MSPs investigate destitution amongst asylum seekers



Scottish ParliamentWays in which Scottish public services can help asylum seekers facing destitution are to be investigated by MSPs on Holyrood’s equalities and human rights committee.

A person is legally defined as destitute if (a) they do not have adequate accommodation or any means of obtaining it (whether or not essential living needs are met) or (b) have adequate accommodation or the means of obtaining it, but can’t meet other essential living needs.

The committee is asking people to submit their views on what more can be done to tackle the issue. It will be holding a series of evidence sessions which will consider both best practice and where gaps exist in the policies and responses of Scottish public authorities when faced with destitute asylum seekers.

The British Red Cross estimates that 700 people presented as destitute in Glasgow in 2015. It is a problem particularly seen amongst asylum seekers because insecure immigration status can be seen to limit the support provided by public bodies.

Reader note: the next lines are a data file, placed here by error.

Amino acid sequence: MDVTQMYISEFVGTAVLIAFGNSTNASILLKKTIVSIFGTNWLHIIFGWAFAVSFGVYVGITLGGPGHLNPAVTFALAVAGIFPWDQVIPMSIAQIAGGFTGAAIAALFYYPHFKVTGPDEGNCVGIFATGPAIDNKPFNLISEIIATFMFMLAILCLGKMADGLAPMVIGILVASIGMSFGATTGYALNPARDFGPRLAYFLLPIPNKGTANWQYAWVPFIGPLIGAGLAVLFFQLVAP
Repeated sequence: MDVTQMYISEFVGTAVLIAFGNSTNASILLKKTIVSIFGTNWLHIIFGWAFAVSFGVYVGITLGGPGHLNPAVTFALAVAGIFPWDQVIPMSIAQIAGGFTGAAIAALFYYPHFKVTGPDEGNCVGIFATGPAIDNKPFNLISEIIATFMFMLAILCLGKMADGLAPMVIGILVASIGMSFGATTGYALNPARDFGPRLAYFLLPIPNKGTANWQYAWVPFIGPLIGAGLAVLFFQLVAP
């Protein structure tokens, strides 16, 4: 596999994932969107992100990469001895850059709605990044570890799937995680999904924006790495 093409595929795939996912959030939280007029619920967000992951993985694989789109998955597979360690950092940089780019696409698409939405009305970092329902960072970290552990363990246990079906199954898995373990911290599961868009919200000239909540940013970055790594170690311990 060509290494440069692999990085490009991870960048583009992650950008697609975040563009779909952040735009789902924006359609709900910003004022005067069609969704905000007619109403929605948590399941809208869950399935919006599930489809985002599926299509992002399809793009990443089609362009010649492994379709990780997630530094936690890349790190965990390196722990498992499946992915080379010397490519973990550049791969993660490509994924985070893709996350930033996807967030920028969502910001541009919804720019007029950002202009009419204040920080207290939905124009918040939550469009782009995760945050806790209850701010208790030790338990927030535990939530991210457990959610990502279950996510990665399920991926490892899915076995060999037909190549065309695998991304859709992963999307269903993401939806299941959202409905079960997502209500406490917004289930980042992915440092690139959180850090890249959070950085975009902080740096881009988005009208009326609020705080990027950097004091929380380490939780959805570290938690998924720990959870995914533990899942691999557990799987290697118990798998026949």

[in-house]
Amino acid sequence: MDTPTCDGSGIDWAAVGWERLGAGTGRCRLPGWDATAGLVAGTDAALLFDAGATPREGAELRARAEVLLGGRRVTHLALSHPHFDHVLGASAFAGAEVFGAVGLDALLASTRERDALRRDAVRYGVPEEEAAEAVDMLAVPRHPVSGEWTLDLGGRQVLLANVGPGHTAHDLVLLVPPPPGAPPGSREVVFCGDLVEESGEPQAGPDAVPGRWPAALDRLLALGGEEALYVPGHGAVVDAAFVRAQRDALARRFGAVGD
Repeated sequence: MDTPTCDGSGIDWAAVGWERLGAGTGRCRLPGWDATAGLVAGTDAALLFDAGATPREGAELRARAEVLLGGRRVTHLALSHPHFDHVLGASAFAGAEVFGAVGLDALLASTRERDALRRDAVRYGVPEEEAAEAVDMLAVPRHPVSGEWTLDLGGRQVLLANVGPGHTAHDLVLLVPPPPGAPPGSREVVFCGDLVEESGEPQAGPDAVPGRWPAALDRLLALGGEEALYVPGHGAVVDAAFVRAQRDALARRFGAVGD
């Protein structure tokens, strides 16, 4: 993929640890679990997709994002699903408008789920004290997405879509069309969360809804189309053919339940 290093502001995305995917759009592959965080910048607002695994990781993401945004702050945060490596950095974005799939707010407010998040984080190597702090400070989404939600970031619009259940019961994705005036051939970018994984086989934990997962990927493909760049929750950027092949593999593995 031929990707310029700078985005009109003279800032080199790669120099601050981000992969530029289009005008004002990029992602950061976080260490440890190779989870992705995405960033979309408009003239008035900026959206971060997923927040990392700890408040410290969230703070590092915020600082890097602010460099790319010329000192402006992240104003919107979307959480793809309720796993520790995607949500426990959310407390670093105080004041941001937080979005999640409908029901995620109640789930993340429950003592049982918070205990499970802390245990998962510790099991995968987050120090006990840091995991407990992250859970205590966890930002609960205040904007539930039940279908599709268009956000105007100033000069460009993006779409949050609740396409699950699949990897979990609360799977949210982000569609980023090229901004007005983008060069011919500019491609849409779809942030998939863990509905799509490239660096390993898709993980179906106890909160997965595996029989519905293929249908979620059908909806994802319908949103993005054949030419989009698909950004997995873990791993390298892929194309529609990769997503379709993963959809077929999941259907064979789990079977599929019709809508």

The committee is hoping to hear from public and voluntary organisations which have an involvement in helping asylum seekers, in addition to people who are either going through or have been through the asylum process and encountered destitution.

Christina McKelvie MSP, convener of the equalities and human rights committee, said: “We want to hear directly from asylum seekers living in Scotland about their experiences and the hardship they have faced.

“Nobody doubts the great harm that destitution can have on an individual or family. This Committee wants to find out the practical changes that could be made, and what other support can be found so there is a better outlook for asylum seekers who come to this country for sanctuary but end up destitute and vulnerable to exploitation.”

In particular, the committee is looking to find out how and where destitute asylum seekers find food and shelter; what practical support is most helpful; the barriers faced by destitute asylum seekers and also the barriers faced by public service providers to helping destitute asylum seekers.

The committee also plans to undertake fact finding visits as part of its inquiry.



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